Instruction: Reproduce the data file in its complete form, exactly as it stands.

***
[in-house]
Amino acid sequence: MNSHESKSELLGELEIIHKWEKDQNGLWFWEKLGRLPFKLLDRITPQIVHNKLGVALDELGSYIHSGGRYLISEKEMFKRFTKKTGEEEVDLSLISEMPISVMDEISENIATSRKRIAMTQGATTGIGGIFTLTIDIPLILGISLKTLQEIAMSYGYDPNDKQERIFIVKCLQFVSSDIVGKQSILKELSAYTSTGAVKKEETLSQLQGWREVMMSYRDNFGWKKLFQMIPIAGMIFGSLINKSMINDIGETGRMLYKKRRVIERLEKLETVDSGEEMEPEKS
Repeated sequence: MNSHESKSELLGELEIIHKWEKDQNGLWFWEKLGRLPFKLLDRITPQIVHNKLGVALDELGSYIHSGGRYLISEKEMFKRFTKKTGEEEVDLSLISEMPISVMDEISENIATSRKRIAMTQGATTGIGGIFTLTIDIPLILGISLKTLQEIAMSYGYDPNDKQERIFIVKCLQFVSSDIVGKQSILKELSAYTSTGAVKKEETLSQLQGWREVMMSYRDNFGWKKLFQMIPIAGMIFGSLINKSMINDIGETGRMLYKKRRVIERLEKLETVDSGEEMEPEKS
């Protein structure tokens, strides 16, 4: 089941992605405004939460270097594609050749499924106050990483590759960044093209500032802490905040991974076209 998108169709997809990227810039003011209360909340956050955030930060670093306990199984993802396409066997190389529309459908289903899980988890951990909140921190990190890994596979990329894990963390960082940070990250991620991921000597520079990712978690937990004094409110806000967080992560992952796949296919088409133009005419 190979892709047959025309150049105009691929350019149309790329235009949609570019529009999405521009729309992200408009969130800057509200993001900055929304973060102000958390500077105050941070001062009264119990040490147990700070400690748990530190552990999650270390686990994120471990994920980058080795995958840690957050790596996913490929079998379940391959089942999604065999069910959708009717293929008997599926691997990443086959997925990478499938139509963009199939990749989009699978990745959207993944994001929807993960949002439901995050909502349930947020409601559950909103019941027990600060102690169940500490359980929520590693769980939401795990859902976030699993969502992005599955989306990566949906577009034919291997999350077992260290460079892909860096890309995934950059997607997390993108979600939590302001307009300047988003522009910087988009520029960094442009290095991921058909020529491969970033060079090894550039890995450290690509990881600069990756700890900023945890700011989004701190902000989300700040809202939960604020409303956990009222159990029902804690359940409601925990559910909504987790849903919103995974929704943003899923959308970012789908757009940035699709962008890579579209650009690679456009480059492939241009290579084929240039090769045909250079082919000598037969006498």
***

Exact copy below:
[in-house]
Amino acid sequence: MNSHESKSELLGELEIIHKWEKDQNGLWFWEKLGRLPFKLLDRITPQIVHNKLGVALDELGSYIHSGGRYLISEKEMFKRFTKKTGEEEVDLSLISEMPISVMDEISENIATSRKRIAMTQGATTGIGGIFTLTIDIPLILGISLKTLQEIAMSYGYDPNDKQERIFIVKCLQFVSSDIVGKQSILKELSAYTSTGAVKKEETLSQLQGWREVMMSYRDNFGWKKLFQMIPIAGMIFGSLINKSMINDIGETGRMLYKKRRVIERLEKLETVDSGEEMEPEKS
Repeated sequence: MNSHESKSELLGELEIIHKWEKDQNGLWFWEKLGRLPFKLLDRITPQIVHNKLGVALDELGSYIHSGGRYLISEKEMFKRFTKKTGEEEVDLSLISEMPISVMDEISENIATSRKRIAMTQGATTGIGGIFTLTIDIPLILGISLKTLQEIAMSYGYDPNDKQERIFIVKCLQFVSSDIVGKQSILKELSAYTSTGAVKKEETLSQLQGWREVMMSYRDNFGWKKLFQMIPIAGMIFGSLINKSMINDIGETGRMLYKKRRVIERLEKLETVDSGEEMEPEKS
């Protein structure tokens, strides 16, 4: 089941992605405004939460270097594609050749499924106050990483590759960044093209500032802490905040991974076209 998108169709997809990227810039003011209360909340956050955030930060670093306990199984993802396409066997190389529309459908289903899980988890951990909140921190990190890994596979990329894990963390960082940070990250991620991921000597520079990712978690937990004094409110806000967080992560992952796949296919088409133009005419 190979892709047959025309150049105009691929350019149309790329235009949609570019529009999405521009729309992200408009969130800057509200993001900055929304973060102000958390500077105050941070001062009264119990040490147990700070400690748990530190552990999650270390686990994120471990994920980058080795995958840690957050790596996913490929079998379940391959089942999604065999069910959708009717293929008997599926691997990443086959997925990478499938139509963009199939990749989009699978990745959207993944994001929807993960949002439901995050909502349930947020409601559950909103019941027990600060102690169940500490359980929520590693769980939401795990859902976030699993969502992005599955989306990566949906577009034919291997999350077992260290460079892909860096890309995934950059997607997390993108979600939590302001307009300047988003522009910087988009520029960094442009290095991921058909020529491969970033060079090894550039890995450290690509990881600069990756700890900023945890700011989004701190902000989300700040809202939960604020409303956990009222159990029902804690359940409601925990559910909504987790849903919103995974929704943003899923959308970012789908757009940035699709962008890579579209650009690679456009480059492939241009290579084929240039090769045909250079082919000598037969006498």